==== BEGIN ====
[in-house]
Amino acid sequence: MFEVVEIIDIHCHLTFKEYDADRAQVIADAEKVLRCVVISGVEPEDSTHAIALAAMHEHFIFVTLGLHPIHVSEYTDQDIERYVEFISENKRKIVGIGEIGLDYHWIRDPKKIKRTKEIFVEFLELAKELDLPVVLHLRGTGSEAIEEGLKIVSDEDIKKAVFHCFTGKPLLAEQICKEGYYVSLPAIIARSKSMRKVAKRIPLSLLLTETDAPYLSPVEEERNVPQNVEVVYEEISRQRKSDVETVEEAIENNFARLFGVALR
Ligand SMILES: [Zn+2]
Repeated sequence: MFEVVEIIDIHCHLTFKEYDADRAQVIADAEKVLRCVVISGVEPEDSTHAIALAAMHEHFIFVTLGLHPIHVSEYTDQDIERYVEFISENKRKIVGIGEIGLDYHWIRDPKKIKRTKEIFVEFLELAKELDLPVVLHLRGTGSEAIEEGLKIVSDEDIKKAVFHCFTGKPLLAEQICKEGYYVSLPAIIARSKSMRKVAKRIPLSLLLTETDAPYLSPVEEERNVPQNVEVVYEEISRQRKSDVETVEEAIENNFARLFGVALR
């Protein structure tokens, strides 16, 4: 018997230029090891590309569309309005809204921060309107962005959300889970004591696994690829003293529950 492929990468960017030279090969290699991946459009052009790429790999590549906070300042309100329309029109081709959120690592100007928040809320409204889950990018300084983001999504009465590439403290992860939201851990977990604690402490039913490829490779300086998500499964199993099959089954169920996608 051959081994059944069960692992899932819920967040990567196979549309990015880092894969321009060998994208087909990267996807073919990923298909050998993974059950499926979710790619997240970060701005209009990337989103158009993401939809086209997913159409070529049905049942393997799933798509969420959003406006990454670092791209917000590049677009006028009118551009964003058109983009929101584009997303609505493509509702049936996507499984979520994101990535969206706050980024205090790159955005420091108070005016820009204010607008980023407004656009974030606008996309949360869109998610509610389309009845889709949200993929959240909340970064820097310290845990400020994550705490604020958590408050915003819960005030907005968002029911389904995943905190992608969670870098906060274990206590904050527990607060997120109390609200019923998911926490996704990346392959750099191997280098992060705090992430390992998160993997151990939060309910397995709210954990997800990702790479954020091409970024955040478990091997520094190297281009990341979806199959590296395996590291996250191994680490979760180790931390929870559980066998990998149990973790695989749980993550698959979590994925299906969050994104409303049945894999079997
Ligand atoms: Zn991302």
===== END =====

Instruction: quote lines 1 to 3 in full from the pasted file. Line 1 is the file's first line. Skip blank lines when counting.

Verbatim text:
[in-house]
Amino acid sequence: MFEVVEIIDIHCHLTFKEYDADRAQVIADAEKVLRCVVISGVEPEDSTHAIALAAMHEHFIFVTLGLHPIHVSEYTDQDIERYVEFISENKRKIVGIGEIGLDYHWIRDPKKIKRTKEIFVEFLELAKELDLPVVLHLRGTGSEAIEEGLKIVSDEDIKKAVFHCFTGKPLLAEQICKEGYYVSLPAIIARSKSMRKVAKRIPLSLLLTETDAPYLSPVEEERNVPQNVEVVYEEISRQRKSDVETVEEAIENNFARLFGVALR
Ligand SMILES: [Zn+2]